WSU Everett Mars Rover Team Looking For Community Support

April 12, 2017

Everett, Everett Schools


Click to contribute to help the team get back to the competition in Utah this year. Photo courtesy WSUNPS

Last year they took second place and were the top American team in the University Rover Challenge. This year the team from WSU’s Voiland College of Engineering and Architecture at the campus in Everett has set their eyes on the top prize.

A project of The Mars Society, the University Rover Challenge is considered the world’s premier robotics competition for college students. Held in the southern Utah desert for the past 10 years, the competition challenges students to design and build the next generation of Mars rovers that are one-day expected to work alongside human explorers on the surface of the Red Planet.

“I am so excited! It is an incredible feeling to earn a spot in the competition two years in a row, especially with the field this year being so big,” said Mitch Elder, a senior mechanical engineering student and president of the WSU Everett Engineering Club. The team will largely utilize the same rover they constructed for the competition last year, calling it simply Rover 2.1. However, they will face new challenges, which means making major upgrades.

“The greatest challenge this year is that the rover has to be autonomous in the terrain-traversal task, which means the rover has to drive itself,” Elder said. “We have a great team working on that, including electrical engineering students. Our team lead, Mark Walsh, is writing the code and leading the rewiring process. Then he is going to work on the automation. We have most of the hardware, so now it’s about getting everything coded.”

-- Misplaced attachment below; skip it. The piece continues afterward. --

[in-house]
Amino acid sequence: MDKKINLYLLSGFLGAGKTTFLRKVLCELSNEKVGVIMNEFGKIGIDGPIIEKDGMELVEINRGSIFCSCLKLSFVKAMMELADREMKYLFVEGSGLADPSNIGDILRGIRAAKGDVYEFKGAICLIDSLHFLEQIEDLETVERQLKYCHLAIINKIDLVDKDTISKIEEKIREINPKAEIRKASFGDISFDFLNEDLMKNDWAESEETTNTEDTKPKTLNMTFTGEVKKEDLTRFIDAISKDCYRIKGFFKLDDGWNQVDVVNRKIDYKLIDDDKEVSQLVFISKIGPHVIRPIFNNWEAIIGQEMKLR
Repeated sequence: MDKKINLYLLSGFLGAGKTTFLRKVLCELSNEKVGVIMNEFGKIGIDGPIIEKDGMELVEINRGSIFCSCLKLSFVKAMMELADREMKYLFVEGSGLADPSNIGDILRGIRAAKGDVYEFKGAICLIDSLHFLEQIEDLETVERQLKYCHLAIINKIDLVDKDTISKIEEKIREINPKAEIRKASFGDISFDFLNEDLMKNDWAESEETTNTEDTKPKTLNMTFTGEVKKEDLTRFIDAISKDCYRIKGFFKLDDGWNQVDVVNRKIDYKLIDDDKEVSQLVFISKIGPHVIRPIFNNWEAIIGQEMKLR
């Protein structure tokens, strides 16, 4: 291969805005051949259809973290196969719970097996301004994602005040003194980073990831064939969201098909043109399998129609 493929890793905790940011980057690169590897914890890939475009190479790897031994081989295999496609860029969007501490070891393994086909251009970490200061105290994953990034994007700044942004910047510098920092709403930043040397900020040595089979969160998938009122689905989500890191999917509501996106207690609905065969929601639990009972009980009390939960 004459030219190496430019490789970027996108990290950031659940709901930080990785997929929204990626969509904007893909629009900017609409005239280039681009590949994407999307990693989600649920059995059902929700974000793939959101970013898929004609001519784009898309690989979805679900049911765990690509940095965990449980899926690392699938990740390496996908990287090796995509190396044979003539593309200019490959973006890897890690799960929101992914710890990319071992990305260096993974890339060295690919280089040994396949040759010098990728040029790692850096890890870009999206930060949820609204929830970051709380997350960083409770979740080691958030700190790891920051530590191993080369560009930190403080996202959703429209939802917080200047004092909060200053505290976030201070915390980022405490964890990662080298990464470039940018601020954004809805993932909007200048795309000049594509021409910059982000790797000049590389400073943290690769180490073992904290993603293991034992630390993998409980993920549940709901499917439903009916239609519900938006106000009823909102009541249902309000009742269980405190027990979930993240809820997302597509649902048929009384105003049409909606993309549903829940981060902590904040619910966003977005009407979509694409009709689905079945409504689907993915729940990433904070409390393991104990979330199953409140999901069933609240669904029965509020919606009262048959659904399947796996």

“We gained valuable experience from last year,” said Dr. Xiaopeng Bi, the faculty adviser for the WSU Everett Engineering Club. “The previous success set a high bar going into this year. Although motivating for the team, this also makes it much easier to get frustrated along the way, since everyone is likely expecting great success once again. I hope the students enjoy the flavor of innovation facing new challenges.”

Elder welcomed fellow students to join the team and be part of the experience. “If you’re in any way excited about what we’re doing and you’ve been on the fence about getting involved, get off the fence, get involved,” Elder said. “It’s such a fun experience to be a part of and it looks great on your resume. There’s plenty to do and we need people to do it!”

In order to participate, the engineering club has relied on industry donations of materials and money.

“I love our sponsors – I can’t thank them enough. Blue Origin made a financial donation that helped us get going when we had critical early purchases. Electroimpact was huge for us last year with a financial contribution. We wouldn’t have been able to travel to Utah without them.” Other material donors include Metal Supermarkets, Boeing, Pacific Power Batteries and Janicki Industries.

“Our biggest thanks go to Everett Community College and their AMTEC facility,” Elder said. AMTEC has provided a space for the students to work and Elder was hired as a volunteer employee, which provides him with access to machining equipment and the ability to supervise students.

Follow this link to contribute to the WSU Everett Engineering Club through the WSU Foundation that will help the team get to Hanksville for the competition.

Thanks to Jake Nicholls — Edward R. Murrow College of Communication Student for providing the information on this story to

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